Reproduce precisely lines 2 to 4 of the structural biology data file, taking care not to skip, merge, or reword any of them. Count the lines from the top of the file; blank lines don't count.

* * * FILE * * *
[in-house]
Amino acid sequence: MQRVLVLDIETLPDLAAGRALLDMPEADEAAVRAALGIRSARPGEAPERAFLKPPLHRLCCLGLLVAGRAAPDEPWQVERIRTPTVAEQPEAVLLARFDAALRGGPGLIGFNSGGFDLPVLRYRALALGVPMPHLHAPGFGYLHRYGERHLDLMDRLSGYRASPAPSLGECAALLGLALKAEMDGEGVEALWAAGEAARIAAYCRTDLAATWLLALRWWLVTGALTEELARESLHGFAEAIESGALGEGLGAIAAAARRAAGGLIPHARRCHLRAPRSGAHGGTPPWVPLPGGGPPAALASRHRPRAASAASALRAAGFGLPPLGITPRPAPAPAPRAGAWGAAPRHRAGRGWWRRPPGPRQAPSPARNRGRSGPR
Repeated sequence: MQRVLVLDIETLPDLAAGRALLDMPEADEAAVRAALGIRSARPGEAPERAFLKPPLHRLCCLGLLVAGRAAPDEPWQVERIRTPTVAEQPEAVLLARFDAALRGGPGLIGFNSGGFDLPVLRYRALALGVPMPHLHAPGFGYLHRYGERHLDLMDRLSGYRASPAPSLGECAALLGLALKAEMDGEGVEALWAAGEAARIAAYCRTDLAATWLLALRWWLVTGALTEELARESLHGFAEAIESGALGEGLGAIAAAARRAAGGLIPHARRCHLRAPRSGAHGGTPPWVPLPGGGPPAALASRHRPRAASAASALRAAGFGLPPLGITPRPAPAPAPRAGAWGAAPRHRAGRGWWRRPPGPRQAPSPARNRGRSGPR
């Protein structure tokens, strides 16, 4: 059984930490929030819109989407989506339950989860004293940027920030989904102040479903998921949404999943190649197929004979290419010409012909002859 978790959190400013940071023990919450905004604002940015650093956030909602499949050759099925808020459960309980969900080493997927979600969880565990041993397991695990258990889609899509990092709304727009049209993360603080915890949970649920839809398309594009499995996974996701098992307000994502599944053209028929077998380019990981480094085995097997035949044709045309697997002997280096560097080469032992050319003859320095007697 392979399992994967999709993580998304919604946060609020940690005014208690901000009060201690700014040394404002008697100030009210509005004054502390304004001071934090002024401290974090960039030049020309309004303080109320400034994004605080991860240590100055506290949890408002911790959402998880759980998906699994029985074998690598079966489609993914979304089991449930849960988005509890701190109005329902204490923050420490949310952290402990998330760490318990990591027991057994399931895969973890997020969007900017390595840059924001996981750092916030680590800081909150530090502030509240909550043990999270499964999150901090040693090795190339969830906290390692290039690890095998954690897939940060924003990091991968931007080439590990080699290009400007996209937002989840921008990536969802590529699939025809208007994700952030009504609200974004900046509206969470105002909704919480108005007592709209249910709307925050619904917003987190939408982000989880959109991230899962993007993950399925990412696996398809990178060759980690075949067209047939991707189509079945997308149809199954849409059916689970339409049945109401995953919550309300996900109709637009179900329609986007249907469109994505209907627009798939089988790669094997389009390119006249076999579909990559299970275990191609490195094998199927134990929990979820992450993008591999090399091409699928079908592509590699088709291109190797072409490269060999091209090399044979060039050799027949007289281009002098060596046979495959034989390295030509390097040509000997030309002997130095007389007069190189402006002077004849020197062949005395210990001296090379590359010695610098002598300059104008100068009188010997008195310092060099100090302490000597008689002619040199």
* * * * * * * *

Amino acid sequence: MQRVLVLDIETLPDLAAGRALLDMPEADEAAVRAALGIRSARPGEAPERAFLKPPLHRLCCLGLLVAGRAAPDEPWQVERIRTPTVAEQPEAVLLARFDAALRGGPGLIGFNSGGFDLPVLRYRALALGVPMPHLHAPGFGYLHRYGERHLDLMDRLSGYRASPAPSLGECAALLGLALKAEMDGEGVEALWAAGEAARIAAYCRTDLAATWLLALRWWLVTGALTEELARESLHGFAEAIESGALGEGLGAIAAAARRAAGGLIPHARRCHLRAPRSGAHGGTPPWVPLPGGGPPAALASRHRPRAASAASALRAAGFGLPPLGITPRPAPAPAPRAGAWGAAPRHRAGRGWWRRPPGPRQAPSPARNRGRSGPR
Repeated sequence: MQRVLVLDIETLPDLAAGRALLDMPEADEAAVRAALGIRSARPGEAPERAFLKPPLHRLCCLGLLVAGRAAPDEPWQVERIRTPTVAEQPEAVLLARFDAALRGGPGLIGFNSGGFDLPVLRYRALALGVPMPHLHAPGFGYLHRYGERHLDLMDRLSGYRASPAPSLGECAALLGLALKAEMDGEGVEALWAAGEAARIAAYCRTDLAATWLLALRWWLVTGALTEELARESLHGFAEAIESGALGEGLGAIAAAARRAAGGLIPHARRCHLRAPRSGAHGGTPPWVPLPGGGPPAALASRHRPRAASAASALRAAGFGLPPLGITPRPAPAPAPRAGAWGAAPRHRAGRGWWRRPPGPRQAPSPARNRGRSGPR
């Protein structure tokens, strides 16, 4: 059984930490929030819109989407989506339950989860004293940027920030989904102040479903998921949404999943190649197929004979290419010409012909002859 978790959190400013940071023990919450905004604002940015650093956030909602499949050759099925808020459960309980969900080493997927979600969880565990041993397991695990258990889609899509990092709304727009049209993360603080915890949970649920839809398309594009499995996974996701098992307000994502599944053209028929077998380019990981480094085995097997035949044709045309697997002997280096560097080469032992050319003859320095007697 392979399992994967999709993580998304919604946060609020940690005014208690901000009060201690700014040394404002008697100030009210509005004054502390304004001071934090002024401290974090960039030049020309309004303080109320400034994004605080991860240590100055506290949890408002911790959402998880759980998906699994029985074998690598079966489609993914979304089991449930849960988005509890701190109005329902204490923050420490949310952290402990998330760490318990990591027991057994399931895969973890997020969007900017390595840059924001996981750092916030680590800081909150530090502030509240909550043990999270499964999150901090040693090795190339969830906290390692290039690890095998954690897939940060924003990091991968931007080439590990080699290009400007996209937002989840921008990536969802590529699939025809208007994700952030009504609200974004900046509206969470105002909704919480108005007592709209249910709307925050619904917003987190939408982000989880959109991230899962993007993950399925990412696996398809990178060759980690075949067209047939991707189509079945997308149809199954849409059916689970339409049945109401995953919550309300996900109709637009179900329609986007249907469109994505209907627009798939089988790669094997389009390119006249076999579909990559299970275990191609490195094998199927134990929990979820992450993008591999090399091409699928079908592509590699088709291109190797072409490269060999091209090399044979060039050799027949007289281009002098060596046979495959034989390295030509390097040509000997030309002997130095007389007069190189402006002077004849020197062949005395210990001296090379590359010695610098002598300059104008100068009188010997008195310092060099100090302490000597008689002619040199």